Devereux doesn't deserve the ire of a minority group
Wexford G.A.A. has surfaced from its financial swamp, with the man responsible, outgoing county Chairman Diarmuid Devereux, receiving very little credit from a minority section of the Association in the county.
Years of property madness had leftthe Wexford G.A.A. Board with a financial crisis when the new Chairman assumed office five years ago. Wexford G.A.A. Board was left with a debt mountain of €3m approximately, a figure that included the expenditure on the Ferns Centre of Excellence along with the outstanding debt on Wexford Park.
That loan had been due for completion, but it was extended by the previous administration, not forgetting the Glenbrien land legacy and a loss of €357,803, a figure that haunted the County Board for the best part of the last five years.
Wexford G.A.A. was fighting for survival with a mounting debt burden. The county was on a life support machine. The financial crisis was to prove a nightmare but through the work of the county Chairman, the head office and County Board members, the financial crisis is no longer. Wexford G.A.A. is now in a healthy position, to hand over to the incoming County Board.
Wexford G.A.A. may be fed up with the debate on finances but five years back it had the potential to cause terminal difficulties for the Association in the county. More questions than answers were raised, but as it stands, delegates will be pleased when they are presented with the 2016 financial report at Monday's county Convention.
It has been, or should at least be, recognised that finances play a crucial role in the running of any organisation, and the G.A.A. is no exception.
But it is infuriating to hear the heartless canvas being operated by a small group while nominees jockey for various positions on the new officer board, with many current officers, including the Chairman, stepping aside having completed five years in office.
Could this small group be so cynical as to fail to recognise the contribution that the county Chairman has made during his five years in office? He should be allowed to step down with his credibility intact and to walk away with dignity, after five of the most successful years of any Chairman in the county or outside.
Some of these people emerged from the financial fiasco, being part of the last administration, and are now offering themselves to lead Wexford G.A.A. into 2017 and beyond. The very least they can do, while pushing their own individual claims for office, is to allow the county Chairman walk out the door on Monday night with dignity intact.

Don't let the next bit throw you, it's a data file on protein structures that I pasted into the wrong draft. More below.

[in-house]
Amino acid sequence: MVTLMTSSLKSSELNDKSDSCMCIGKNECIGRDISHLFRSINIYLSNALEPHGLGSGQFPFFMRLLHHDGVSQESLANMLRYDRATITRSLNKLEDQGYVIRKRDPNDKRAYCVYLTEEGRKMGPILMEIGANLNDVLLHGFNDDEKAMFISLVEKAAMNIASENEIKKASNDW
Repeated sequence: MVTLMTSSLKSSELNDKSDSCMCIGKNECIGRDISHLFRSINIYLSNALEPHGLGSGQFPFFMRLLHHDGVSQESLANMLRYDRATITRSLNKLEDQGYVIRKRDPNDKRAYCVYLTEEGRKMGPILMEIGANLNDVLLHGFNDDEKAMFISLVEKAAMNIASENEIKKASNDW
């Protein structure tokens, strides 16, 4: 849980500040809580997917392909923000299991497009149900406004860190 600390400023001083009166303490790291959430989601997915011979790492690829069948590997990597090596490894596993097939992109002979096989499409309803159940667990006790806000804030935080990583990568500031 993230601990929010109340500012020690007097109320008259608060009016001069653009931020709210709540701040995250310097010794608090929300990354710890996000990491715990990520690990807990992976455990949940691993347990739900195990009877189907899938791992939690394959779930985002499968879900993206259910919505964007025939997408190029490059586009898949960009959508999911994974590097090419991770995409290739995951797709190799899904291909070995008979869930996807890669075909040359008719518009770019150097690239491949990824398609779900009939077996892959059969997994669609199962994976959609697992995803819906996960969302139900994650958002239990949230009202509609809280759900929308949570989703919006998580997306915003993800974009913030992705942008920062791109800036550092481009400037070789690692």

The undercurrent from the canvas of those seeking office has to be recognised as being unfortunate when the G.A.A. in the county is in a position to portray a really good news story. Why the injustice and unfairness of it all, as the campaign of a group of individuals fails to protect the good name of the county Chairman, whose status within the G.A.A. in the county and at provincial and Croke Park level has increased dramatically given his achievements over a difficult five-year period.
They see no shame in the manner of their canvas and their openness in requesting clubs to cast their votes accordingly, particularly their catchphrase: oppose Devereux for Coaching Officer as he is not wanted on the incoming management committee. Generosity does not ring through their tone, rather a total lack of respect.
Diarmuid Devereux may not be a member of the new county management committee, but that will ring a hollow sound through decent-minded people within the G.A.A. following his five-year tenure.
He is angry at the treatment being meted out, and few could blame him.
Wexford delegates will vote on Monday night for various positions, the most important being that of Chairman, where it will be a two-way contest between Arthur Quinn and Derek Kent.
Quinn in a professional brochure, followed up by a postcard to all clubs, has set out his visions for Wexford G.A.A. should he be elected. We carried details of this vision some weeks back when it was sent to us by the candidate.
Derek Kent was offered the opportunity by this newspaper of an interview to set out his own vision, but he chose to ignore the request, with no response received.